We are all so close to experiencing failing health but it is reassuring to know that such suffering can also be met with a loving hand. It may not make the disease better, but it surely makes it more bearable.

As I was leaving for the night, I briefly stopped by another room to offer a warm blanket and this frail person remarked how much she just wanted to feel better and it made me sad for her and the things I cannot change.


There was a time when all the streetlights came on at once. Before the days of light-sensing electronics, neighborhood lighting was usually controlled by a timer and this timing was often used as a standing order for kids to come home on summer nights. Many of these lamps had the large socketed (Mogul E39) incandescent lamps which were laid bare for anyone handy with a slingshot or BB gun. The reflectors were reminiscent of wrinkled pie plates but now they remind me of the emotional security I felt growing up on Shepherd Terrace. Whether it was playing kick-the-can, fiddling around with calcium carbide, or picking berries from the large mulberry tree, it was good to know that my parents made most of the tough decisions.
It is inevitable that we will all eventually lose someone and, of course, we ultimately will be the person someone else has lost. In my experience, one of the best ways to honor these folks and to keep ourselves healthy is to render our hearts in such a way that would make that person proud of us.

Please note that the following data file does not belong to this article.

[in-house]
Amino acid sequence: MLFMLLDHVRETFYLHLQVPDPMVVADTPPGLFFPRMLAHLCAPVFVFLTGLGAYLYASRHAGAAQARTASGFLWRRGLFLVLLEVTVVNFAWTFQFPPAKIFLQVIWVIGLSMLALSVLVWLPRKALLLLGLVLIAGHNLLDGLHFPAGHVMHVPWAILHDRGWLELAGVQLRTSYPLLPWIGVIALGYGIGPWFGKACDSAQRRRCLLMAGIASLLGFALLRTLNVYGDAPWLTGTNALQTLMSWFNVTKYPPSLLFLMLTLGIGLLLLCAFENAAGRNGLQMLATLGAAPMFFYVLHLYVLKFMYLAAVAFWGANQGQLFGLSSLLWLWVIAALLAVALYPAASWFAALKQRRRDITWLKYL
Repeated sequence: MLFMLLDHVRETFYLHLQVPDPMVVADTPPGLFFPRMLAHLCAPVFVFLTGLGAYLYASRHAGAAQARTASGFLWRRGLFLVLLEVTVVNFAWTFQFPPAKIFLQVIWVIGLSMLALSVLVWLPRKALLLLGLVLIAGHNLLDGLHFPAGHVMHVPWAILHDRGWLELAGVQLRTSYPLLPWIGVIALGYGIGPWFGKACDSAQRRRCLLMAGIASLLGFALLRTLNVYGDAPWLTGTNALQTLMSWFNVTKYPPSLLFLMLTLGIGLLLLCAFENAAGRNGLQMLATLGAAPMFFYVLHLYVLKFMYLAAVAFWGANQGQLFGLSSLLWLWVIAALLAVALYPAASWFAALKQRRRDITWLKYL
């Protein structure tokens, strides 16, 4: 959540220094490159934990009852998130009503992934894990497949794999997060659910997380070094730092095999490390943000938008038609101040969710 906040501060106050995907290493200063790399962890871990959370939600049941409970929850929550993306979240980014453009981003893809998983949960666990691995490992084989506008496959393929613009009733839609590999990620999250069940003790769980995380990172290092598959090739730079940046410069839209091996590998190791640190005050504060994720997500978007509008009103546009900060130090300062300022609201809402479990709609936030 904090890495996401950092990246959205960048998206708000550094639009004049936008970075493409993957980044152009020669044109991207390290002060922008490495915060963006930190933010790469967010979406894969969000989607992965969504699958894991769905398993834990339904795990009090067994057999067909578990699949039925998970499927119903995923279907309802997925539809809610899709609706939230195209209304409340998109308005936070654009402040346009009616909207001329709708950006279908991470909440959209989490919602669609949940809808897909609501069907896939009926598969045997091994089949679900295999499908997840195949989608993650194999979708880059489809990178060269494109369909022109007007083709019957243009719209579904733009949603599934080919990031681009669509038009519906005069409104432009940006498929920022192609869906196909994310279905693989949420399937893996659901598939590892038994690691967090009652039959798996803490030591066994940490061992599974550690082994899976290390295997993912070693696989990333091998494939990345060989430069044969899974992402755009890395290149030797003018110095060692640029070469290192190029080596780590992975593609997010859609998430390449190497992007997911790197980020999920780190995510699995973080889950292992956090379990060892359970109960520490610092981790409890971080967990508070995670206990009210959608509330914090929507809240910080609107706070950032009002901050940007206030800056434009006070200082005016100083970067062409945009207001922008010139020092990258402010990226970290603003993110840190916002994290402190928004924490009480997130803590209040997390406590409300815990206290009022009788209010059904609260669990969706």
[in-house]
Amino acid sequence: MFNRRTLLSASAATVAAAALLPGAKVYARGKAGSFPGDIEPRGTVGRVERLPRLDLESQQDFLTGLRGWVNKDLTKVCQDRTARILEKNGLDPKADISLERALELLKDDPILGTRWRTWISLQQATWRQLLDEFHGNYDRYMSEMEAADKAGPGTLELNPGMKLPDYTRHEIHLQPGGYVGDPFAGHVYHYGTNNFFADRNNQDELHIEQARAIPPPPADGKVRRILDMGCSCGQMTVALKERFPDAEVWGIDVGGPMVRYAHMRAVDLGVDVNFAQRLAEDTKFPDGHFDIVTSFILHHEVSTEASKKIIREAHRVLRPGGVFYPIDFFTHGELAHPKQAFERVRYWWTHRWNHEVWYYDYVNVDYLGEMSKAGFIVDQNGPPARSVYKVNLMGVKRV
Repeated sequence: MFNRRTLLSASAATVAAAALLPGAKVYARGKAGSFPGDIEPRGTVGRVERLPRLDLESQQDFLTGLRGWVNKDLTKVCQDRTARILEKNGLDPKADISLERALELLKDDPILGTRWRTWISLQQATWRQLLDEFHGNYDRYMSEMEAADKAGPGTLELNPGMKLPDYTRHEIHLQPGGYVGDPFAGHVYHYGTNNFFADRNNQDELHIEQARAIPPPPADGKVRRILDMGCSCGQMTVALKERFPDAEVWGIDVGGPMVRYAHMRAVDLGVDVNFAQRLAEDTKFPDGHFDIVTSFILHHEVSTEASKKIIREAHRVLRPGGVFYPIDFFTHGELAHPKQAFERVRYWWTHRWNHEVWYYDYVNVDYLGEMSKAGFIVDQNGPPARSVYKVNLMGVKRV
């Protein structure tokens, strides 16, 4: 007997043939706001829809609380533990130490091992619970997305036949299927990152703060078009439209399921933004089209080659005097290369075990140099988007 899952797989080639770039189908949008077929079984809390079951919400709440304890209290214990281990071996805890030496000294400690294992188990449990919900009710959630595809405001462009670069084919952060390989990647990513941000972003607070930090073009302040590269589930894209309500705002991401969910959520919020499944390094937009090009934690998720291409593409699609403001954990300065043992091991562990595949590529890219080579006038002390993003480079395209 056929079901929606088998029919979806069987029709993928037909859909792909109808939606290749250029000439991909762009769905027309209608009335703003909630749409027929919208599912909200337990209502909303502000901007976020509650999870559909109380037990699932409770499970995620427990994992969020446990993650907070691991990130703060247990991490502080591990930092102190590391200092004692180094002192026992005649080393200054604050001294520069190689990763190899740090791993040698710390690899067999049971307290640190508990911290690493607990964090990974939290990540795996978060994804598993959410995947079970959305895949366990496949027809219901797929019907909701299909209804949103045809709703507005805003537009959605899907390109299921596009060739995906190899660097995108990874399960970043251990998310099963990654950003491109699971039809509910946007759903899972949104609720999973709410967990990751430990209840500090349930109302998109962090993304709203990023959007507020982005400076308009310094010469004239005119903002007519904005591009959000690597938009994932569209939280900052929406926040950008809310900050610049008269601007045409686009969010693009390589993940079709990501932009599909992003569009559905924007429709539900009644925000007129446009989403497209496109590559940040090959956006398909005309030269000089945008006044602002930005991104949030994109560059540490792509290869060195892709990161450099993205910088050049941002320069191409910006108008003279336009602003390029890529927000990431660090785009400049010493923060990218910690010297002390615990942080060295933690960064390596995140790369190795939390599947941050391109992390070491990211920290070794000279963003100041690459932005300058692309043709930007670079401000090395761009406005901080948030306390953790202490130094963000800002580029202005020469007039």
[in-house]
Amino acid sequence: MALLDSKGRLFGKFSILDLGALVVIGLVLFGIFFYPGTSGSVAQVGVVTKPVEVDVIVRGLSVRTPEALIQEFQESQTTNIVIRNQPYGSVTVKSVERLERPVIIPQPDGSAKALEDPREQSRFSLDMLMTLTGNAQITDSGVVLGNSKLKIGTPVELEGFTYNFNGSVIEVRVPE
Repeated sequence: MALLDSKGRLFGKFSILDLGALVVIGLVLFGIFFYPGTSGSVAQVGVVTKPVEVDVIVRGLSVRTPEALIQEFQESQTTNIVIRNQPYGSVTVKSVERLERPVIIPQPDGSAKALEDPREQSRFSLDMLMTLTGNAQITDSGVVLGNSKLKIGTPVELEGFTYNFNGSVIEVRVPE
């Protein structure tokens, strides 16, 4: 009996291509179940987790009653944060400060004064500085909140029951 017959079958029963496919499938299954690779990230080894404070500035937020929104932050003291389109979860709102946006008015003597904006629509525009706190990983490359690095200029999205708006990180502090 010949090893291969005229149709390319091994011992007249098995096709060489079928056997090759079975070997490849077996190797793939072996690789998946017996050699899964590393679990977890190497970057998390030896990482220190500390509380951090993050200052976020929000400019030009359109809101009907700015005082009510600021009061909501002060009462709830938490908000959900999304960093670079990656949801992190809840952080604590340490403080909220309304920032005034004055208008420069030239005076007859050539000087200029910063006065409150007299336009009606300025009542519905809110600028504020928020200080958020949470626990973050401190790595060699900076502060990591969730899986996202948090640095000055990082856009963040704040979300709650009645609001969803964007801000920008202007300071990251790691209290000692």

Find a way to help or serve someone, and hopefully when we are gone, a newer life will do the same for us. One of the most precious things to remember about a person was their capacity, willingness and action to be kind. It lasts beyond lifetimes.

Beyond Cavil

Sometimes at the office, as if I am sightless, I’ll close my eyes and walk the long hallway back from the restroom. Relying on and navigating with the remaining senses is tenuous but it reminds me of how easy it is to blind ourselves. I like to imagine there is something beyond our five senses which is discoverable, and that it lies in the ending of one dream or another.

O the joy of my soul leaning pois'd on itself, receiving identity
through materials and loving them, observing characters
and absorbing them,
My soul vibrated back to me from them, from sight, hearing, touch,
reason, articulation, comparison, memory, and the like,
The real life of my senses and flesh transcending my senses and flesh,
My body done with materials, my sight done with my material eyes,